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Posted by on Apr 4, 2008 in secular society | 11 comments

Secularism – a simple test

Here’s an essay that repeats some points I made earlier…

By a secular society I mean one in which the state takes a neutral view on religion. A secular society aligns itself with no particular religious, or anti-religious, point of view. A secular society also protects freedoms: the freedom to believe, or not believe, worship, or not worship.
Theists often assume that a secular society must be an atheist society. But, as I’ve characterized secularism here, secularism and atheism are very different concepts.. An Islamic or Christian theocracy is obviously not secular, because one particular religion dominates the state. But then an atheist state, such as Stalin’s Russia or Mao’s China, is not secular either. A secular state does not privilege atheist beliefs. It is neutral on the issue of religion. It is founded on principles framed independently of any particular religious, or indeed, atheist, commitment: principles to which we ought to be able to sign up whether we are religious or not. Indeed, many religious people are secularists. They value the kind of religious freedoms that such a society guarantees.

Although most of us take these freedoms for granted, they were in many cases hard won, and, across much of the West, have existed for only a few hundred years.

Threats to secularism

One way in which the secular character of a society can begin to be eroded is if the religious start insisting their views are deserving of special, institutionalized forms of privilege or “respect”. Here are six examples of such demands:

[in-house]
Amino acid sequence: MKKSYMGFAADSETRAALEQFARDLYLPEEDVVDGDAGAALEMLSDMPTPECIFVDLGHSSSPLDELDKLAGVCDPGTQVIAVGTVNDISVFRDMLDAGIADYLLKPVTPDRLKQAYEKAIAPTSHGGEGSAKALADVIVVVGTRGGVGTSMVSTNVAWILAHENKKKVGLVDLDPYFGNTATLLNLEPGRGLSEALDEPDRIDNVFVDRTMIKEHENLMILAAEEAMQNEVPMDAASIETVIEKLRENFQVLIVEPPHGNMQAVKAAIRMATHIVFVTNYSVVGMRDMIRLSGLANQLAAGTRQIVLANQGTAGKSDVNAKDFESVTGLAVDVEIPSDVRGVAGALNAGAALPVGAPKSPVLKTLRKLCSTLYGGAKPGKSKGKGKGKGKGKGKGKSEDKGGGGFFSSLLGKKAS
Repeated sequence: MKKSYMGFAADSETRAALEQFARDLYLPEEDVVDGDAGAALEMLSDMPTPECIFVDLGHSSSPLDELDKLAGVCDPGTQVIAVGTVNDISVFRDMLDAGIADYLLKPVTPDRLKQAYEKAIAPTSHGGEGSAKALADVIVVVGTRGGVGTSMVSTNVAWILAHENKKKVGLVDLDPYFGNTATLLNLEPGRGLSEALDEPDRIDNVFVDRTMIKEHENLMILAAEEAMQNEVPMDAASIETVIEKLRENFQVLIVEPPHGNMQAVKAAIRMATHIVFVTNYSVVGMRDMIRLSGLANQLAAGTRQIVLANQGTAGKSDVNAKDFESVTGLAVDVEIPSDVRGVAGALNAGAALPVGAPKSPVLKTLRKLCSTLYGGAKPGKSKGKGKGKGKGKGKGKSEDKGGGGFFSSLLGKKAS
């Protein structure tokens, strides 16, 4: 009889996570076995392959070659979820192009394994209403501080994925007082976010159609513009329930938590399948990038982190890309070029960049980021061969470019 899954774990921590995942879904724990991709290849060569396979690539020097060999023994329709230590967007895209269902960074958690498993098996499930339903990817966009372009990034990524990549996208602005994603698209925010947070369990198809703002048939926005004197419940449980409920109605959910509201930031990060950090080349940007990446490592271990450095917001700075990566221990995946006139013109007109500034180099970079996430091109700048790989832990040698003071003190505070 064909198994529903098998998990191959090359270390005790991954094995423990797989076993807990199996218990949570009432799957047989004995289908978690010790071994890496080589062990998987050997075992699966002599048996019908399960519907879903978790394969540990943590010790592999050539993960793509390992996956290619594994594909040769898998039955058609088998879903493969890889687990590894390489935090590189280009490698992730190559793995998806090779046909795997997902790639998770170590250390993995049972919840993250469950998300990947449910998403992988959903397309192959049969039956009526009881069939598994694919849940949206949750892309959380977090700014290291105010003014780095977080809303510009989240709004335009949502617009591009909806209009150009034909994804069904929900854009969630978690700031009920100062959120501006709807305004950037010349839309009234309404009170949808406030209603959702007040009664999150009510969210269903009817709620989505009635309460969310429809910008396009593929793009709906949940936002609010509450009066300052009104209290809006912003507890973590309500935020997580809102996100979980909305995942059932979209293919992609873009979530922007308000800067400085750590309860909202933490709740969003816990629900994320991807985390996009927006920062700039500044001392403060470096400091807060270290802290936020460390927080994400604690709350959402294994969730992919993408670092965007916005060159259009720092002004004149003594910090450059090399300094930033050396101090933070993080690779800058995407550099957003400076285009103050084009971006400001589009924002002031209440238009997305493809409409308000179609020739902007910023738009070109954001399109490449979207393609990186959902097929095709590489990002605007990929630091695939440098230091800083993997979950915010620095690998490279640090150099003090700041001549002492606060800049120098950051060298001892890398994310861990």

• We should not permit plays that mock, or might in some way deeply offend, those with certain religious beliefs.
• Airlines and schools should have no power to ban flight attendants or school pupils from wearing religious symbols, if the individual’s religion, or conscience, requires it.
• Taxpayer’s money should be used to fund religious schools that are then permitted to discriminate against both teachers and pupils on the basis of religious belief.
• The anti-discrimination laws that apply to everyone else should not apply to Catholic adoption agencies asked to help gay couples adopt.
• One religion should automatically be allocated 26 seats in the House of Lords – all men – which can be used to help block legislation that has popular, democratic support (such as the Bill on assisted dying).
• Our State should have an explicitly religious affiliation.

A challenge

All of the above claims for special privileges are regularly made in the U.K. In several cases, the privilege already exists. Many believe these claims are legitimate. Some of you may have some sympathy with at least some of them. I shall raise a challenge for those who make these claims. The challenge involves a simple test.

THE TEST: If you agree with some of these claims that religion deserves special institutionalized privilege or respect, cross out the word “religious” and write in “political” instead. Then see if you still agree.

Let’s apply the test to four of these six claims…

• We should not permit plays that mock, or might in some way deeply offend, those with certain political beliefs.
• Airlines and schools should have no power to ban flight attendants or school pupils from wearing political symbols or clothing, if the individual’s political party, or conscience, requires it.
• The anti-discrimination laws that apply to everyone else should not apply to, say, BNP-run adoption agencies asked to help mixed-race couples adopt. We should respect the political conscience of party members.
• Taxpayer’s money should be used to fund political schools that are then permitted to discriminate against both teachers and pupils on the basis of their political beliefs.